Archbishop GRUŠAS then underlined the response of the Churches to the drama of abuse, recalling the various reports of some national Churches and once again asking for forgiveness from the victims, guaranteeing the commitment to ensure that abuse does not happen again. “The Church – he added – is engaging in a tiring and painful process of purification and reconciliation.” And he recalled that “the true face of the Church is not that of abuse. We look with pride at our many priests and consecrated people, committed every day to welcoming, accompanying, and consoling many of our brothers and sisters, helping the least in society, and spreading the Gospel even at the cost of their lives. We thank them for their generous service and their evangelical testimony.”

Another challenge is that of persecuted Christians: reports say that Christianity is the most persecuted religion in the world, but it is a fact that persecution also occurs in Europe. The Archbishop cited the latest annual report of the Observatory on Intolerance and Discrimination of Christians in Europe, published on November 16 which documented that, in 2022, there were 748 cases of anti-Christian discrimination in 30 different nations across Europe, an exponential growth compared to the 519 cases reported in 2021.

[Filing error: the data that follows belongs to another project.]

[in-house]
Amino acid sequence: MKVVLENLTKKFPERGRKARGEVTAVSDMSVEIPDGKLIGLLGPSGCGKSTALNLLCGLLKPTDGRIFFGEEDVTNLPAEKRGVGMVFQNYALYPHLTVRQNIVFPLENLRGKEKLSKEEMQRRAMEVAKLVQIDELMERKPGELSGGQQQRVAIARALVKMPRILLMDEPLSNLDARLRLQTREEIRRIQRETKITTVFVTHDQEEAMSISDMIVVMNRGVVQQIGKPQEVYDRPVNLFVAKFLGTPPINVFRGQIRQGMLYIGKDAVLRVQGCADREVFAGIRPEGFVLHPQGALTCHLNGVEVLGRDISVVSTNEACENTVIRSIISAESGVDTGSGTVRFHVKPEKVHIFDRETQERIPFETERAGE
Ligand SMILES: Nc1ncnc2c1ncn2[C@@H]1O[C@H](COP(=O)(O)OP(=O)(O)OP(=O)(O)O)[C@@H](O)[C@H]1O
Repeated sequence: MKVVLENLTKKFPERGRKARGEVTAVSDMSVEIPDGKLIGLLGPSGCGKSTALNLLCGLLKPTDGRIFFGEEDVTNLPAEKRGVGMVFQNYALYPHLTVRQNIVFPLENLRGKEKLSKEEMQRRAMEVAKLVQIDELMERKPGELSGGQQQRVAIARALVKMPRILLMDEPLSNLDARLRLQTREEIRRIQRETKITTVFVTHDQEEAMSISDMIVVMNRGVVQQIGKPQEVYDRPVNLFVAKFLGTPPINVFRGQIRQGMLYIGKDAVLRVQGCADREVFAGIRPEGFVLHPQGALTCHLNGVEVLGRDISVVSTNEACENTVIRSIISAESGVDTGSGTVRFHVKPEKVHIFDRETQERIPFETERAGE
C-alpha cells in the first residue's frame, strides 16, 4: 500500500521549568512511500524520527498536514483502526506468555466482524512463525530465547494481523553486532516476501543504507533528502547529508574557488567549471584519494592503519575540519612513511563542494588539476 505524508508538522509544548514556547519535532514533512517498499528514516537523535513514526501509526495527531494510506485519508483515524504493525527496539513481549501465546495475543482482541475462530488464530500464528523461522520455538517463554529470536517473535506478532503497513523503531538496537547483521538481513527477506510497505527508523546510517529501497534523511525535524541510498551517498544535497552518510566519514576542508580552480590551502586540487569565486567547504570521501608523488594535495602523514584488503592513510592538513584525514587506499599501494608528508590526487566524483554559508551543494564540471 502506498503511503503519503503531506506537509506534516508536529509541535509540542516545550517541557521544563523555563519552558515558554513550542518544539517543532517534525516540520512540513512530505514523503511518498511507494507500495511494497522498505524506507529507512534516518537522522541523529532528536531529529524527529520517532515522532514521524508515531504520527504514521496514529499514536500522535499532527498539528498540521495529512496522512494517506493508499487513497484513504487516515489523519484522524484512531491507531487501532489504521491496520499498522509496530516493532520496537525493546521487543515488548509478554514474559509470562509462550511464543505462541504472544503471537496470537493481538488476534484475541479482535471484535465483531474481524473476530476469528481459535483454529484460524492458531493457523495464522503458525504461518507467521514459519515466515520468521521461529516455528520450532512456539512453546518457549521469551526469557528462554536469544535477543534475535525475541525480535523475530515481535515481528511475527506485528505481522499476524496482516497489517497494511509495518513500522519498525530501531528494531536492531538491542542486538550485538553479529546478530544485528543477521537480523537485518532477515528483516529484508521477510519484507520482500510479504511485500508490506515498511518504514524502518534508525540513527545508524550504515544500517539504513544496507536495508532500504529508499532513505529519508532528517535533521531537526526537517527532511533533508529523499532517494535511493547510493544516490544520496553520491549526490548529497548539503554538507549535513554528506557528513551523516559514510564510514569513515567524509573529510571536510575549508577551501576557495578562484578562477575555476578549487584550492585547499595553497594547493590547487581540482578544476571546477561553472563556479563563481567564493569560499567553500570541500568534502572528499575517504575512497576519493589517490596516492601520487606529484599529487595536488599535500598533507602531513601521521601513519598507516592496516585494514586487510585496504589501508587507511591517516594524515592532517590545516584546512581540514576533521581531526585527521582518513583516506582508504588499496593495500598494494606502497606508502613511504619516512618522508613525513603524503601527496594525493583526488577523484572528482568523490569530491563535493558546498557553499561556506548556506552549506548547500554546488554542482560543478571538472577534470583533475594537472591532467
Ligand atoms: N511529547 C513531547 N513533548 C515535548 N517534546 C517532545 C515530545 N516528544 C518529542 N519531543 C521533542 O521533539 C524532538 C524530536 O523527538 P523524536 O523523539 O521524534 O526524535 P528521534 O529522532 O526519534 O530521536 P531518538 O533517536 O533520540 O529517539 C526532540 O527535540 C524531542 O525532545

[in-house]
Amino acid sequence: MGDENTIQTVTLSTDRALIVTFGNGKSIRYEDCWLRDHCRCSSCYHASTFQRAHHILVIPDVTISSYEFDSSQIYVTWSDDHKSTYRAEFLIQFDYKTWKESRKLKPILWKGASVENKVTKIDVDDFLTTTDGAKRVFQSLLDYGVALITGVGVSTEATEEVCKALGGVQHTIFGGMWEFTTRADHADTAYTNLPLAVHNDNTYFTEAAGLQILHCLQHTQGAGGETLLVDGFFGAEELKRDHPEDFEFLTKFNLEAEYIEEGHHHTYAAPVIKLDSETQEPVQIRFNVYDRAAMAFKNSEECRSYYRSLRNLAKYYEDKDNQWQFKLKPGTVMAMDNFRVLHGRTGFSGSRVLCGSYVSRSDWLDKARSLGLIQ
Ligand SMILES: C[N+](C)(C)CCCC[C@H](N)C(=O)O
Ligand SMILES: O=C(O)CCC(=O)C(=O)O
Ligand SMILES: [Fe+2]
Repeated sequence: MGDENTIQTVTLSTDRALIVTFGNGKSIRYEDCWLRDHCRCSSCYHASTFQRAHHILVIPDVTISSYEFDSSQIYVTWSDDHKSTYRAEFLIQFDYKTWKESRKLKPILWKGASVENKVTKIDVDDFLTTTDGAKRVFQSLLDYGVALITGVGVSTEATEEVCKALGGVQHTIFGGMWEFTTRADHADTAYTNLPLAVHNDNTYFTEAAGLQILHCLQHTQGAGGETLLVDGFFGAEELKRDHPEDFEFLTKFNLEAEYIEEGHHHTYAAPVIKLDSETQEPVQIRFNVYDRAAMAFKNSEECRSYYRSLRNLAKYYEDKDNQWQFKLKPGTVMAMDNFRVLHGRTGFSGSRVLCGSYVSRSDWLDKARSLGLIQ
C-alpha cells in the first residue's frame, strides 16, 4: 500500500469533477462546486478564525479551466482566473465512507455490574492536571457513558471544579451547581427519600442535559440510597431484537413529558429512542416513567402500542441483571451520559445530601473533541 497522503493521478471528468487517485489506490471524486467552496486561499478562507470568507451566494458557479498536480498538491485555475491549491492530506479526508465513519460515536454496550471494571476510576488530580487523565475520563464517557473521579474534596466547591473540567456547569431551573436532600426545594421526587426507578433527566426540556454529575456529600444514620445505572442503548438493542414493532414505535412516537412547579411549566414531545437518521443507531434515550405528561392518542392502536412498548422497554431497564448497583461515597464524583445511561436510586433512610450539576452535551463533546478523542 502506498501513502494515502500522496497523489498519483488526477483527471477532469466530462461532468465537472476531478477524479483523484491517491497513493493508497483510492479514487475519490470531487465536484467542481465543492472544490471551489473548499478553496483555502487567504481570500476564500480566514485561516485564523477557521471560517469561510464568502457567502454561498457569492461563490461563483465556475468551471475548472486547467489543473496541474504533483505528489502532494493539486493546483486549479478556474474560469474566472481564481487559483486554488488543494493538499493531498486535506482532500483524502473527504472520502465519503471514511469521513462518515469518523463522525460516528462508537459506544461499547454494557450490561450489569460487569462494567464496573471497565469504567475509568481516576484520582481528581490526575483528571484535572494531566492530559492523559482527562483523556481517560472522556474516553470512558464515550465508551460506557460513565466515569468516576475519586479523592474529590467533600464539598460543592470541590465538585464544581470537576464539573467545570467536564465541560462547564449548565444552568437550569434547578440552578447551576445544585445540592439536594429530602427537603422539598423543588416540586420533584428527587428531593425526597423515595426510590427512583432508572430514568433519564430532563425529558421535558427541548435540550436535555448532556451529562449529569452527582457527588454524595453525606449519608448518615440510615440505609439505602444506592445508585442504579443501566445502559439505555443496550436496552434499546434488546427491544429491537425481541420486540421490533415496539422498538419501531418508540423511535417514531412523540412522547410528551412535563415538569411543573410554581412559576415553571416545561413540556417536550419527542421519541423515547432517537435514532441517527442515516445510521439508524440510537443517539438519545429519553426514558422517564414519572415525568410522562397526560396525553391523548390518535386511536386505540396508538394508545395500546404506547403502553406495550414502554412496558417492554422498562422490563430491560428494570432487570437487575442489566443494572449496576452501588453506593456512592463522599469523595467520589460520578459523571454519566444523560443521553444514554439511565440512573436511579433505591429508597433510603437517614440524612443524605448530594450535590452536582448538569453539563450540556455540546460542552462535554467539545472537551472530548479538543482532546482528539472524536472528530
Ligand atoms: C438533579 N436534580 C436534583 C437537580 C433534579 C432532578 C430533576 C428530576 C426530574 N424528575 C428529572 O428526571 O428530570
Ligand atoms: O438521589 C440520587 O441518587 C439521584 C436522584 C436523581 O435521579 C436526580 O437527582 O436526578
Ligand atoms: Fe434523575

The Church in Europe must also question itself on the issues of life. Archbishop GRUŠAS listed some of the latest cases: from the death, decreed by English judges, of the little girl Indi Gregory to the proposal to include the right to abortion in the Constitution in France, as well as the law that allows euthanasia of children in the Netherlands.

“The European trend – denounced the Archbishop – now seems defined, on an inclined plane that increasingly leads from a culture of life to a culture of death.” The CCEE President outlined the commitment of the bishops to work for “a new culture of life, which includes the care of the unborn, the conceived, the terminally ill, but also the poor, the forced migrant, and all the victims that we are faced with. We will only be a ‘Samaritan Europe’ if we can speak with one voice on these great issues that question us.”

In the speech, the President also treated the challenges generated by the development of artificial intelligence, which must be looked at with wonder without putting aside the ethical vision so that it is a science for man and not against humanity.

In conclusion, Archbishop GRUŠAS encouraged all to face all the challenges “with a European and Christian spirit which for too long seems to have become prey to national interests” and recalled that “the ecumenical path and the work with the sister Churches will be crucial in this journey. Today, more than ever, we are convinced that the Christian vision can truly contribute to a true civilization of love.”

Attached is the full text of the Introduction by President Grušas.

Photo: Archidiocese of Malta – Ian Noel Pace